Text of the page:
Here are the 10 best Cardinals of all time, as chosen by Bill Christine, who voted in the Baseball Hall of Fame election for more than 40 years. (For more on that, see his introduction here.)
Are you the kind of reader who prefers to go straight to the 10 worst? We've got that too.
1. Rogers HornsbySecond Baseman, 1915-1926, 1933
For the Stan Musial and Bob Gibson fan clubs, the complaint line forms on the left. But Hornsby batted .401 in 1922. And .424 in 1924. And .403 in 1925. Case closed.
Many say that Hornsby is the best right-handed hitter of all time. He won seven batting titles, had a lifetime average of .358, second only to Ty Cobb's, and also hit 301 homers. In 1926, Hornsby doubled as the team's manager and batted .317 as the Cardinals won their first pennant and beat the vaunted Yankees in the World Series. But during the season, Hornsby had embarrassed the Cardinals' owner, Sam Breadon, by throwing him out of the team clubhouse, and after the series, Hornsby was traded to the New York Giants for Frankie Frisch.
The rest of Hornsby's managerial career, with five teams after he left St. Louis, was a sad affair. He expected every player to be a .400 hitter, and frowned on anyone reading—yes, reading—and going to movies, because he said such activities were harmful to the eyes. His next-to-last stop was again in St. Louis, with the ragamuffin Browns in 1952. When he was fired, the players gave the club's owner, Bill Veeck, a trophy, which was inscribed: "For the greatest play since the Emancipation Proclamation."
2. Stan Musial
Outfielder - First Baseman, 1941-1963
Sometime in the 1990s, I ran into Musial in the lobby of a hotel in Cincinnati. He must have been close to 80. "Geez, Stan, you look good," I said. "You look like you could still handle something on the outside corner."
Musial's laugh often sounded like a giggle. "You know," he said, "you might be right. But the problem would be running from here to there after I hit it."
The writer John Schulian once interviewed Musial at the old Musial & Biggie's Restaurant. Afterwards, Musial offered to drive Schulian to his downtown hotel. They got in Musial's yellow Cadillac, but on the way they came across two teenagers whose car was stopped on the side of the road. Musial stopped, got out his jumper cable and re-charged their battery. As Musial got back in his car, Schulian heard one kid say to another: "Do you know who that was? Stan Musial."
Musial, who missed one season because of military duty, used a corkscrew stance to bat .331 and hit 475 homers. He had 3,630 hits, exactly half at home, half on the road. They started calling him "Stan the Man" in Brooklyn, and the name stuck. He won seven batting titles, was the league's most valuable player three times and played in 24 All-Star games. Musial was also a decent harmonica player, though he was never invited to Carnegie Hall. Maybe New York wasn't ready for Stan's favorite song: "Pass the Biscuits, Mirandy."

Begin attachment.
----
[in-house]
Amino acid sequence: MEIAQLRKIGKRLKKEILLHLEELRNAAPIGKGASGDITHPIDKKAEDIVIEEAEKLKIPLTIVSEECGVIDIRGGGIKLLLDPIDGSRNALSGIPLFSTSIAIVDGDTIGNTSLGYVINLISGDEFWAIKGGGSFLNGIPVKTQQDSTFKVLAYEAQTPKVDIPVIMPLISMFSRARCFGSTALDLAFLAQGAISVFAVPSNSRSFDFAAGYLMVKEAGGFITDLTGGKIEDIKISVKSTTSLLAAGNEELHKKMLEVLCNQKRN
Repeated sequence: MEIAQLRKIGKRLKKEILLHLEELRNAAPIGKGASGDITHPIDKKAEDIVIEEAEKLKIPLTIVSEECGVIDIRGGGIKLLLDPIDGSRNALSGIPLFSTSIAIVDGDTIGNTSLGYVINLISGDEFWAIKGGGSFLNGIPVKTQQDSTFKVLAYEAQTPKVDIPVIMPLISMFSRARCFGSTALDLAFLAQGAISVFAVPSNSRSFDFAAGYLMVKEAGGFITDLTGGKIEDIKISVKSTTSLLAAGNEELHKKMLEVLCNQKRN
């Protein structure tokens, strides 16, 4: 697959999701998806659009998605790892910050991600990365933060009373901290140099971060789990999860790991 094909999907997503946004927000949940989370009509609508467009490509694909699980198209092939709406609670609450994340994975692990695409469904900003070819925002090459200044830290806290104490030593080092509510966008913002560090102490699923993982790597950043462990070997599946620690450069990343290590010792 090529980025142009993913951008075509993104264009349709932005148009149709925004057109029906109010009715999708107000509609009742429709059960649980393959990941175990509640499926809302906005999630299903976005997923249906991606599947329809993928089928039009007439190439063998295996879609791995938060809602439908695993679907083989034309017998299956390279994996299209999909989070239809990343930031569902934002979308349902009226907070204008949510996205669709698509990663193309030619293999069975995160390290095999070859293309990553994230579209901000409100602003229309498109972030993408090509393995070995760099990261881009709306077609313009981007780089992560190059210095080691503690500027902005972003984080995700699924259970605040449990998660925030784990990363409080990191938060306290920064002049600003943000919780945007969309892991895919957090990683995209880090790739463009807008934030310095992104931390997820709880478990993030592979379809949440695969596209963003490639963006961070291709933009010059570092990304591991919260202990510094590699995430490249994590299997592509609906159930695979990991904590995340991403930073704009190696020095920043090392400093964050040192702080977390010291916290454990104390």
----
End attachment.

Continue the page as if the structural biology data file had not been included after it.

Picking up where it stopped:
3. Bob Gibson
Tim McCarver caught Gibson for ten seasons. "Nothing that has ever been said about Gibson and his talents has ever been overstated," McCarver said. Let the Gibson record do the talking: five twenty-win seasons; 251 wins; one most-valuable-player and two Cy Young Awards; a no-hitter; a record 1.12 earned run average in 1968; seven wins against only two losses in the World Series; 3,117 strikeouts; and election to the Hall of Fame, with 84 percent of the vote, in 1981.
After Gibson's sensational year in 1968, they changed the rules: They lowered the slope of the pitching mound from 15 to 10 inches, and reduced the strike zone. Gibson was unfazed; he pitched almost a hundred of his wins after that.
He pitched with a snarl on his face, and he told managers he was available to pitch every day if they needed him. At the end of 1964, he almost did. Three days before the hectic pennant race ended, he lost a 1-0 game, pitching eight innings. A day later, on the final day of the season, he pitched four innings out of the bullpen, helping to preserve the win that clinched the Cardinals' first league title in 18 years. Then he pitched in three World Series games, including the clincher against the Yankees.
4. Albert Pujols
First Baseman - Third Baseman, 2001-2011
Pujols hit .329, with 37 homers and 130 runs batted in, to win Rookie of the Year in 2001, and he never stopped. He hit .300 or more for nine more seasons. In 2011, he hit .299, then signed a long-term, $250-million contract with the Los Angeles Angels.
As a Cardinal, he bashed 445 homers and drove in 1,329 runs. He led the Red Birds into three World Series, including victories over the Tigers in 2006 and the Rangers in 2011. The last of his three Most Valuable Player awards came in 2009.